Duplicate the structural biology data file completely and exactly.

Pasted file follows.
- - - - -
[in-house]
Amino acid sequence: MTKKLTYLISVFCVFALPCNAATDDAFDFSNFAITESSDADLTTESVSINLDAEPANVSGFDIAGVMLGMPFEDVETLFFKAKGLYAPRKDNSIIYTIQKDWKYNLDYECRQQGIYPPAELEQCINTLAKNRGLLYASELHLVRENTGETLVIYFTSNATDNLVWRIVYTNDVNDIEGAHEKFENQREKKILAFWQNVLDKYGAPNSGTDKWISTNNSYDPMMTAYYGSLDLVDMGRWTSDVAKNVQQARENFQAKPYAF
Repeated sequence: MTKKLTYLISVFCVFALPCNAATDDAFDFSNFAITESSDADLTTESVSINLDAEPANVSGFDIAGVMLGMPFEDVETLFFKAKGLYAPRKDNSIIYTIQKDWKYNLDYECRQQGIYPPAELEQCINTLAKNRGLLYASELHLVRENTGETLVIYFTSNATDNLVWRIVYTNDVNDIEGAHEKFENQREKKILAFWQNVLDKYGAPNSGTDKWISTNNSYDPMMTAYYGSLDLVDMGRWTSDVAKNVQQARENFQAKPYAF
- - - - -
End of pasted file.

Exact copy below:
[in-house]
Amino acid sequence: MTKKLTYLISVFCVFALPCNAATDDAFDFSNFAITESSDADLTTESVSINLDAEPANVSGFDIAGVMLGMPFEDVETLFFKAKGLYAPRKDNSIIYTIQKDWKYNLDYECRQQGIYPPAELEQCINTLAKNRGLLYASELHLVRENTGETLVIYFTSNATDNLVWRIVYTNDVNDIEGAHEKFENQREKKILAFWQNVLDKYGAPNSGTDKWISTNNSYDPMMTAYYGSLDLVDMGRWTSDVAKNVQQARENFQAKPYAF
Repeated sequence: MTKKLTYLISVFCVFALPCNAATDDAFDFSNFAITESSDADLTTESVSINLDAEPANVSGFDIAGVMLGMPFEDVETLFFKAKGLYAPRKDNSIIYTIQKDWKYNLDYECRQQGIYPPAELEQCINTLAKNRGLLYASELHLVRENTGETLVIYFTSNATDNLVWRIVYTNDVNDIEGAHEKFENQREKKILAFWQNVLDKYGAPNSGTDKWISTNNSYDPMMTAYYGSLDLVDMGRWTSDVAKNVQQARENFQAKPYAF